Yesterday's papers all ran stories about the guilty plea made by David Hicks, the Australian held at Guantanamo. But there was little news coverage of what may be a more significant development: the arrival of a new detainee.
Except for the 14 prisoners moved from CIA custody in September 2006, transfers to Guantanamo ended in September 2004. For two-and-a-half years, even as the Bush administration has continued to defend the facility's usefulness, Guantanamo's population has been steadily shrinking. Several hundred detainees have now been released, and ex-detainees currently outnumber those who are imprisoned there.
Yet on Monday, in a surprise move, the Pentagon announced that it had transferred a detainee named Abdul Malik to Guantanamo over the weekend. It gave little information about the new arrival, saying only that he was a "dangerous terror suspect," that he had confessed to terrorist acts, and that he had been arrested "as a result of our ongoing conflict against Al Qaida."
While the Pentagon disclosed neither the detainee's nationality nor where he had been arrested, knowledgeable observers knew that he was a Kenyan picked up in Kenya a few weeks ago. He was reportedly arrested at a foreign exchange bureau in the city of Mombasa, held for a time in Kenyan police custody, and then handed over to the United States.
Malik is accused of serious terrorist crimes, and was arrested far from any zone of combat. So why is he now at Guantanamo and not in U.S. federal court?
A Parallel and Substandard Justice System
Although prisoners at Guantanamo are officially labeled "enemy combatants," Malik is not the only detainee at Guantanamo with no apparent connection to combat. Although the war in Afghanistan provided the excuse for Guantanamo's creation, the majority of detainees held there were apparently not captured on the battlefield; they were arrested outside of Afghanistan, primarily in neighboring Pakistan. Some were even picked up in other regions, in places as diverse as Egypt, Indonesia, Bosnia, Zambia and Mauritania.
Kenya fits fairly easily on this list, but the timing of Malik's transfer is still jarring. Now, more than five years after the September 11 attacks, the choice of bringing a new terrorism suspect to Guantanamo -- someone with no obvious nexus to traditional armed conflict - seems like a studied decision to avoid the civilian courts.
What this decision suggests, in short, is that the U.S. government is intent on establishing a parallel criminal justice system at Guantanamo for foreign terrorism suspects, not simply a limited wartime detention facility. Whereas Americans suspected of terrorism receive fair treatment in U.S. courts, foreigners are sent to Guantanamo for indefinite detention and rigged proceedings.Column continues below ↓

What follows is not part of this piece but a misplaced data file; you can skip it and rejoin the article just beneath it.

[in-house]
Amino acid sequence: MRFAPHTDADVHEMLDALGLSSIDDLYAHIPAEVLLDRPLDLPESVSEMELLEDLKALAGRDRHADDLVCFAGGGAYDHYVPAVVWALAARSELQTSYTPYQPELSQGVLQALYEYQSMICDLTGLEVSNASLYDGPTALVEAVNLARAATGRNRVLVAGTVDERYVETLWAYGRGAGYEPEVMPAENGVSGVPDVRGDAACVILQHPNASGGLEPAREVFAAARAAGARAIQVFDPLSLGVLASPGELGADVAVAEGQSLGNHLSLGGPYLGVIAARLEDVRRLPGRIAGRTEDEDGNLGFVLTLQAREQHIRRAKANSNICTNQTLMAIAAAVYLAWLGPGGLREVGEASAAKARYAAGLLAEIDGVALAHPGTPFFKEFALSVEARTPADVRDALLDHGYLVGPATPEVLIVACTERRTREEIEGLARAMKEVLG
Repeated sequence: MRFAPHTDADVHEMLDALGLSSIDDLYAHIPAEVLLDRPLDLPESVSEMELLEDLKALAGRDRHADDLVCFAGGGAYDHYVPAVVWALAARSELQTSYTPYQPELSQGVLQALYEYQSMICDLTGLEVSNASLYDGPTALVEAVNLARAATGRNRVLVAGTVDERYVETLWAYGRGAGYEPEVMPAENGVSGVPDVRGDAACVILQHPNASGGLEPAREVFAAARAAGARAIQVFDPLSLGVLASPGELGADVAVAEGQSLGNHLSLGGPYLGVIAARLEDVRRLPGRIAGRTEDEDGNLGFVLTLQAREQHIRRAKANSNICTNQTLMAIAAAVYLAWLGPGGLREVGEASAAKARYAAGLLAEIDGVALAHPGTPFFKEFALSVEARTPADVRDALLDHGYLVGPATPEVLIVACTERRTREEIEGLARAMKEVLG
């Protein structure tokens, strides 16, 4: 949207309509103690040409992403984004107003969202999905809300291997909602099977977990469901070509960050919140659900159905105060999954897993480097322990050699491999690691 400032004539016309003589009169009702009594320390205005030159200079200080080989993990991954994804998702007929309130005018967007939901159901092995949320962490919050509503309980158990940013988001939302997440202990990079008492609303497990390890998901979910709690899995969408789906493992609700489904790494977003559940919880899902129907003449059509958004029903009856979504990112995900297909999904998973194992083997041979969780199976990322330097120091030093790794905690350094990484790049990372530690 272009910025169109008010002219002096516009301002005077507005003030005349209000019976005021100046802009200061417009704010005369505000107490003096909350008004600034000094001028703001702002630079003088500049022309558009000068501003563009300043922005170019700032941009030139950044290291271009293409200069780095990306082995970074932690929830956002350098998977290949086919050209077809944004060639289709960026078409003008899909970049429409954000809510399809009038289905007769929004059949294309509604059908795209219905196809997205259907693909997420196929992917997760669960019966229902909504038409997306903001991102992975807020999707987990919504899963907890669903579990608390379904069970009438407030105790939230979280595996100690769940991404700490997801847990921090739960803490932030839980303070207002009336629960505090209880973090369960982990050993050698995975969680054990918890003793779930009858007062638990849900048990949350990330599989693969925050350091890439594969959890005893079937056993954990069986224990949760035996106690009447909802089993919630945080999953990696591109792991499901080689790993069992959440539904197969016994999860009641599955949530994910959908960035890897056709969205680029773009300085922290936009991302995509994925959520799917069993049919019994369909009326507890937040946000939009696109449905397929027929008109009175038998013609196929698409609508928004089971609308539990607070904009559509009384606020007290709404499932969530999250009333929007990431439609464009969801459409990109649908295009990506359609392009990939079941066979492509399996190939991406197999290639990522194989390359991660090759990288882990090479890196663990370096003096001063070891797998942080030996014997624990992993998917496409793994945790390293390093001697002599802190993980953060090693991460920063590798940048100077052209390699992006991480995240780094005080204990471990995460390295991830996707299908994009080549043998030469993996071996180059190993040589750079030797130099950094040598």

The vastly different treatment of a similarly-situated terrorism suspect reinforces this view. Malik's transfer to Guantanamo came not long after the transfer of Daniel Joseph Maldonado from Kenya to Houston, Texas, for prosecution in US federal court. Maldonado, an American citizen, was arrested in Kenya in late January for illegally entering the country from Somalia, sent to the United States, and charged with undergoing training in weapons and bomb-making.
A full understanding of the reasons for Malik's transfer to Guantanamo may require an investigation into his detention in Kenya.
Malik was reportedly arrested in Mombasa late February. In early March he was held in various police stations in Nairobi, where local human rights groups briefly spoke to him. Sometime in the first half of March, he reportedly disappeared from Kenyan custody. A Kenyan press article dated March 14 cited police sources who said that he had been flown to Guantanamo.
The Pentagon now claims that Malik confessed to participating in two terrorist plots, but it has not revealed where Malik was held when he made these confessions. Clearly, if Malik was in secret detention somewhere, such as in CIA custody, it would raise serious questions about the treatment he experienced and the value of his statements.
Dumping him at Guantanamo would be a way of avoiding these questions. At Guantanamo, secret evidence can be a basis for indefinite detention, and even the military commission proceedings allow evidence obtained coercively.
A Most Bad Place
Dubbed the "least worst place" to hold detainees by then-Defense Secretary Donald Rumsfeld in 2001, Guantanamo's bad aspects have long been apparent. The one encouraging fact was that, little by little, detainee by detainee, Guantanamo was shrinking in size.
Just last week, the New York Times reported that Robert Gates, Rumsfeld's replacement as Defense Secretary, was recently pressing to close Guantanamo altogether. While one new detainee does not alter population trends in any meaningful way, it still sends the signal that some officials in this administration want Guantanamo to remain open for business.